How are you leaving off this year and what are your hopes for the future of your music?

As the year comes to a close we are still in the height of promoting our 2022 release, Good Morning Music. This record is a fifteen track powerhouse and needs its day in the sun. We are very happy with the recent additions to playlists procured by B-Squared MGMT for our song Remedy and await other tracks off the record to be considered.

Out of family considerations I have made a recent move to Hodgenville Kentucky, while the band remains in Colorado. I plan to make several trips to Colorado in 2023 to record and play local shows. We have also applied to land some slots at some music festivals abroad and hope to do some traveling in 2023. For a pie in the sky goal, Tom and I were talking yesterday about opening up for Karla Bonoff, an acoustic singer/songwriter from the 70s. In addition, our new album, The Forgotten Door shall be released, and if all goes well, we will be rehearsing new tunes for a future release.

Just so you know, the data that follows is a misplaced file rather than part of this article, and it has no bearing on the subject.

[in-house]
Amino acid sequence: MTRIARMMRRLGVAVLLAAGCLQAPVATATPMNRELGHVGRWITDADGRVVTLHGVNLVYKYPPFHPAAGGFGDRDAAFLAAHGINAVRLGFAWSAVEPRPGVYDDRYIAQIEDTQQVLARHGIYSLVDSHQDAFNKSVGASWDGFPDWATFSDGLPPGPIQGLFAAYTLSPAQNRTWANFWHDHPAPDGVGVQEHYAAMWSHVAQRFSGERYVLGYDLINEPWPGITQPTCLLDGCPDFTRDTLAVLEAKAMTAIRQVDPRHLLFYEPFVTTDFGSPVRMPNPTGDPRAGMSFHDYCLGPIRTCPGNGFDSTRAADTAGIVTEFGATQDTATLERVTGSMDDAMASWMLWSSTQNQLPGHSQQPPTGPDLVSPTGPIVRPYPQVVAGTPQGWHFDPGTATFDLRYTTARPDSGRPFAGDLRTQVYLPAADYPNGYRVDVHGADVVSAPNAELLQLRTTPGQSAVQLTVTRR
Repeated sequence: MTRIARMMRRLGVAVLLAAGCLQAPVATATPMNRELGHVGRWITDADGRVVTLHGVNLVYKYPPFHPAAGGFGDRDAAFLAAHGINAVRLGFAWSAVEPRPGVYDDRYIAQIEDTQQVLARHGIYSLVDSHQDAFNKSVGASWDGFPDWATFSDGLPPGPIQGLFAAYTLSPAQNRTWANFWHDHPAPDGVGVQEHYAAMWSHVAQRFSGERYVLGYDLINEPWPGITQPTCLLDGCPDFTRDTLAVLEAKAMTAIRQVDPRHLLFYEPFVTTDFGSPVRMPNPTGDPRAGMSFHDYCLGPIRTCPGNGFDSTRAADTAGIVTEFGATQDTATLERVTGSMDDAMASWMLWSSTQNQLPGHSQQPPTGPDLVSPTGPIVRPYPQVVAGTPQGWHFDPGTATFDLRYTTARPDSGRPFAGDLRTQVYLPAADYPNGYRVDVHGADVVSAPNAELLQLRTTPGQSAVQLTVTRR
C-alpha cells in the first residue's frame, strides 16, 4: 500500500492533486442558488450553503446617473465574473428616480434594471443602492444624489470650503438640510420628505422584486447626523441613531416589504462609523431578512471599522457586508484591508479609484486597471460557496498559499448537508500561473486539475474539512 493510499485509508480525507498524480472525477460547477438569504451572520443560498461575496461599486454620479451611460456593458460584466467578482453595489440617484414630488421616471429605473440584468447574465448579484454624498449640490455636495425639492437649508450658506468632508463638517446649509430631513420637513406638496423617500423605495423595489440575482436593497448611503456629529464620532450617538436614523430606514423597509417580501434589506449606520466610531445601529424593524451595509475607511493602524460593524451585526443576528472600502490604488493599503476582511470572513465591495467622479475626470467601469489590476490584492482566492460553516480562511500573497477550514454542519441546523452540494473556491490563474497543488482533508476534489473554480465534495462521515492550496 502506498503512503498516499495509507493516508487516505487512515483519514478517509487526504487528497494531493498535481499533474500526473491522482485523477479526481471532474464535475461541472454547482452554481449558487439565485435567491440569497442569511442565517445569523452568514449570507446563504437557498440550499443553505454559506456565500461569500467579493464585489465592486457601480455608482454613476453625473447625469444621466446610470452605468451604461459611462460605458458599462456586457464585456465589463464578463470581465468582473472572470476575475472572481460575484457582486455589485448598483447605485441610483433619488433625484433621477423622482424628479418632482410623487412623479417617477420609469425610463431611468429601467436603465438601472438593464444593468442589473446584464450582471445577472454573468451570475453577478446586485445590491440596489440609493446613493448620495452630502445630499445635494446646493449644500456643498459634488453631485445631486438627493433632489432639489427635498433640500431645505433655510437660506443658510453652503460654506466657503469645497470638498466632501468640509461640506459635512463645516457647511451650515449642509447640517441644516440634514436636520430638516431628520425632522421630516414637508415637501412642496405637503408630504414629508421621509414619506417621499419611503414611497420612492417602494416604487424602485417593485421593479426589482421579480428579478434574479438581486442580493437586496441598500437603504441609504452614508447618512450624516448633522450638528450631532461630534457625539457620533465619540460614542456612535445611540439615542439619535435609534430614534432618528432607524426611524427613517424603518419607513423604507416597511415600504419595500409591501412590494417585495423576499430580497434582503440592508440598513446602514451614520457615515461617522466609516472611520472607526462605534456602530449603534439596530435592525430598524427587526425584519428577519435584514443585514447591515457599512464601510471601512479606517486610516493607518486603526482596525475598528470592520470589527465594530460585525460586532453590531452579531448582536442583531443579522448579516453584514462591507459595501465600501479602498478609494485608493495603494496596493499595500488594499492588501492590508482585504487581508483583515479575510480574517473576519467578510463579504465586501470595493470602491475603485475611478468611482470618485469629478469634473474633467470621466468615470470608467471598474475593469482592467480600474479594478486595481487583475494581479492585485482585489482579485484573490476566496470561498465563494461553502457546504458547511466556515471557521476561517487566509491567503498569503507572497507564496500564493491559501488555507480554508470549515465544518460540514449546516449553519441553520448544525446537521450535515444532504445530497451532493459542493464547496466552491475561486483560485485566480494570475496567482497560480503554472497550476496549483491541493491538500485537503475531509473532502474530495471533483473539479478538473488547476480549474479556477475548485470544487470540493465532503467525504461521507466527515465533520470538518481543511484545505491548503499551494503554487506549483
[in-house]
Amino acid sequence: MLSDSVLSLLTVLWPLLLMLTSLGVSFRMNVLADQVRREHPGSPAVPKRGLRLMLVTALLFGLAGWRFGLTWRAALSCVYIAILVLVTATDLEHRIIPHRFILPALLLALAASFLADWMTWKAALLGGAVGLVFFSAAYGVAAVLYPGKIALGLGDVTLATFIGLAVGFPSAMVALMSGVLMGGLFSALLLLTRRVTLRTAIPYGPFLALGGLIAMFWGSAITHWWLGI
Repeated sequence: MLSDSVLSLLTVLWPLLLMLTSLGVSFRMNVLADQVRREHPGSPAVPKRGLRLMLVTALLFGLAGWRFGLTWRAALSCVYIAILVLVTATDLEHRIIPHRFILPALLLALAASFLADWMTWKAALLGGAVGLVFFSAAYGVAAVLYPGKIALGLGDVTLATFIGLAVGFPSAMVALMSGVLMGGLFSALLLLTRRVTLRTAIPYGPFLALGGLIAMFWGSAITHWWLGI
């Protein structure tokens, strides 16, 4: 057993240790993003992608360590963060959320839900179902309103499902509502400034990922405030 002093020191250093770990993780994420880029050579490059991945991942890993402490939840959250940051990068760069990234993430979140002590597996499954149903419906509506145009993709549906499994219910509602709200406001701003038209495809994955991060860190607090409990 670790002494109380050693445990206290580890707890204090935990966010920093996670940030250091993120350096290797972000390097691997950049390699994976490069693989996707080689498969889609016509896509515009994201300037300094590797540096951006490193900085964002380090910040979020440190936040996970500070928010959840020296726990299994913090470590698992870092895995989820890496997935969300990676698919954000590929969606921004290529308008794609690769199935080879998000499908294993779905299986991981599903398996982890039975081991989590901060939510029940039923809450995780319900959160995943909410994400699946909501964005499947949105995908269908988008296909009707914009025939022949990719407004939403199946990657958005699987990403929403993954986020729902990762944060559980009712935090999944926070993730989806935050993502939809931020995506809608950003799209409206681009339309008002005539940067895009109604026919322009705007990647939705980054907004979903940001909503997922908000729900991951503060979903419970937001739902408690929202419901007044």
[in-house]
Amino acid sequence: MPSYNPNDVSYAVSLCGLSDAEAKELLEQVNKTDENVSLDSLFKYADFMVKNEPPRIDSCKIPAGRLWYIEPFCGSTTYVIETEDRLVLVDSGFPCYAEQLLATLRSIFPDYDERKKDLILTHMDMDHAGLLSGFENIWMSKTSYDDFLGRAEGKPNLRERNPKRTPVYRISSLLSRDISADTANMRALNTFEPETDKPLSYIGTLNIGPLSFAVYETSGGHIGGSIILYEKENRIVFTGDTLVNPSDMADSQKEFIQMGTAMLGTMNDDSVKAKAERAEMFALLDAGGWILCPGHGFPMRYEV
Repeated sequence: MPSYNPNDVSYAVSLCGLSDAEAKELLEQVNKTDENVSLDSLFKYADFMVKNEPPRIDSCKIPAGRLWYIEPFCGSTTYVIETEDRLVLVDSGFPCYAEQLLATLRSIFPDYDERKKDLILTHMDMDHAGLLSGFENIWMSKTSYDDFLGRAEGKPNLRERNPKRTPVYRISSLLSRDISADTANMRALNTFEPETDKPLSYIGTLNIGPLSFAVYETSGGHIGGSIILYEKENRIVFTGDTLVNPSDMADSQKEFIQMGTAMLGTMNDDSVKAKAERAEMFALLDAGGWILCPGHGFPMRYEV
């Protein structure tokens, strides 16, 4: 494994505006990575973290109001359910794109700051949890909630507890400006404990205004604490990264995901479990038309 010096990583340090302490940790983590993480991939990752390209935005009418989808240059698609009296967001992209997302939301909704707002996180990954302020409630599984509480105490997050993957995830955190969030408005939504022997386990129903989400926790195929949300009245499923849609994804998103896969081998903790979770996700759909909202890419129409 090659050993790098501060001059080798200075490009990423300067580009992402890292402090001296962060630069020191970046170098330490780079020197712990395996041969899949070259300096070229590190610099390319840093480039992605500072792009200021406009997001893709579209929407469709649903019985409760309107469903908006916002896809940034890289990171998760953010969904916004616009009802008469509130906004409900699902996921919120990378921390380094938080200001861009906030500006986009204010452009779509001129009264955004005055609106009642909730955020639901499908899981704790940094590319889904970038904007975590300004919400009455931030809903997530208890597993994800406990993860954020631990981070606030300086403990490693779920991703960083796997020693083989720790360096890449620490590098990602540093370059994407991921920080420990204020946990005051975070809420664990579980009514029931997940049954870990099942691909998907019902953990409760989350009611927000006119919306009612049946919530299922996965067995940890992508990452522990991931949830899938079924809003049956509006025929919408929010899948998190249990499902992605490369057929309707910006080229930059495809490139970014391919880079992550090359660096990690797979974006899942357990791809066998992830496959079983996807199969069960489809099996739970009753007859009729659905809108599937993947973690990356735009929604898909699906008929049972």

Are you planning extensively or are you allowing your music tide to take you on its own?

The band is in unprecedented territory, so we are definitely rolling with the punches. The constant is to always stay in contact and to keep planning recording sessions and shows for the future. Meanwhile I am in the process of getting my head back together to continue writing for the project. I have plenty of songs backlogged that we could work on but there’s nothing like the feeling of creating something new!

It is important for us to keep planning for the future and not be lax about the process. Long distance relationships of any kind do not survive if left unattended. I’m not prepared to lose this band. Life changes but I feel a great spiritual responsibility to hang on to what we’ve created over the past five years and plan to keep moving forward.

As you get to know yourself better musically, what is your biggest lesson learned this year?